Just typical. We’ve spent the past six years pouring all of Rock, Paper, Shotgun’s profits into the creation of an endless Horace statue stretching far beyond the Far Lands in Minecraft and now we’ll need to blow it all up. That’s because Mojang have updated their commercial guidelines to say that it’s no longer acceptable for companies to “build or commission others to build, a Minecraft mod, map or server that promotes or markets unrelated products or services in playable form.”
This is good news, on the whole. It means Coca Cola can’t pay you to operate a Minecraft server where people scurry in the shadows of totemic Coke bottles. It means that the producers of Transformers: The Last Knight can’t pay to advertise their movie by operating a server in which people scurry in the shadows of totemic busts of Mark Wahlberg’s head. It means some other things described in the full rules, but mainly those two.
The new rules are designed to still allow normal users to build whatever they want, however. If you’re a fan of Marky Mark, then go ahead and create your Transformers-inspired hell dimension for one and all to enjoy (server name: New Kids Made Of Blocks). It’s only a problem if the focus is “to promote or sell that stuff,” and it only affects companies and organisations that would fund that sort of work.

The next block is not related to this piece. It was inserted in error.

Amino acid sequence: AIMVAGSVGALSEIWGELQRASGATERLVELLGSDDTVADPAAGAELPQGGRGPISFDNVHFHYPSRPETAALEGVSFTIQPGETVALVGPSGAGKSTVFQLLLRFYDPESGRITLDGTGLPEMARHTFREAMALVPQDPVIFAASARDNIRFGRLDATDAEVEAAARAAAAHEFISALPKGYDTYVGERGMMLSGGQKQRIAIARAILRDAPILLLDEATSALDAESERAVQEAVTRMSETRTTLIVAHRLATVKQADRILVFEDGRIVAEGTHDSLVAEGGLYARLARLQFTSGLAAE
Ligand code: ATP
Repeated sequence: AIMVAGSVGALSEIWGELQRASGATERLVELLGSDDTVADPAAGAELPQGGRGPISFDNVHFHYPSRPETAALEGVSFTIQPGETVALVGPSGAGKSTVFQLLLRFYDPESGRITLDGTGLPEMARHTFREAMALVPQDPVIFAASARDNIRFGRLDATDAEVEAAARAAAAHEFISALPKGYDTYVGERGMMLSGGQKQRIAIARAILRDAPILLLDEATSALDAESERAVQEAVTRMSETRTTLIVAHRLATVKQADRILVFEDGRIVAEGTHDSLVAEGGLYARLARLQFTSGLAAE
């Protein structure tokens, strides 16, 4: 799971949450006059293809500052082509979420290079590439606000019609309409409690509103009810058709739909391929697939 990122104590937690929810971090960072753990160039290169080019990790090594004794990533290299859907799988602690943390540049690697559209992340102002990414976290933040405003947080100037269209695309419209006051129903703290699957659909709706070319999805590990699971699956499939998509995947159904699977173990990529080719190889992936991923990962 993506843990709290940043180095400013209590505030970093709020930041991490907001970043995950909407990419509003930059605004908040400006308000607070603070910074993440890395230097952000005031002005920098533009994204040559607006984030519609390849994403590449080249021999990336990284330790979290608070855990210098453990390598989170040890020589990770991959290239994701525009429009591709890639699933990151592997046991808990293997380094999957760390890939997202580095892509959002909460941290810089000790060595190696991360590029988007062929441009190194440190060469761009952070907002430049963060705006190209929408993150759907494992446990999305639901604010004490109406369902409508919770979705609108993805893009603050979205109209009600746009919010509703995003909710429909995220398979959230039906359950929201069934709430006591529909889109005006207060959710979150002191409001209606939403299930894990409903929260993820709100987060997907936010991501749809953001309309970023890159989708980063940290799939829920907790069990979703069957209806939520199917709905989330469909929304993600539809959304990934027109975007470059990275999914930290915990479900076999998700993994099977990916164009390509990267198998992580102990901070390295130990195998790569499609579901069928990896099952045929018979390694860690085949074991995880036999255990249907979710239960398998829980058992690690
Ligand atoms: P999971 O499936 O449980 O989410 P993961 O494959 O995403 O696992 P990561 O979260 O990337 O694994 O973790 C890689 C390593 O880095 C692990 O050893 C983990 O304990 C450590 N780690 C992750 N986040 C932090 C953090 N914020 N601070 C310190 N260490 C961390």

I’ve chosen two particularly crass examples above, but there are potentially more worthy promotions that it sounds as if this will stop. For example, the rules also forbid non-profits from promoting themselves through the game, which forbids museums from building parts of their exhibits within Minecraft. Cutting that out seems a good thing in the case of the Tate’s awful work, but perhaps less so in other instances. The new rules will also prevent charities doing lots of different work within Minecraft, such as this amazing build promoting the issue of bee depopulation. I’m all for Minecraft being preserved (as much as possible) as a space kids can enjoy free of advertising, but it’s a shame to lose these other kinds of projects at the same time.
At least it won’t affect things like the Eurovision stage recreated in Minecraft, which was i) not created by Eurovision themselves and ii) created by popular builders FyreUK in partnership with Mojang.
In short: we now officially can’t pay you to build an endless Horace statue in Minecraft, but you’re free to do so should you find it necessary.
Disclosure: I used to work with and am friends with two of Mojang’s writery folk, Owen Hill and Marsh Davies. Owen gave me some useful advice recently about Overwatch heroes. Thanks Owen!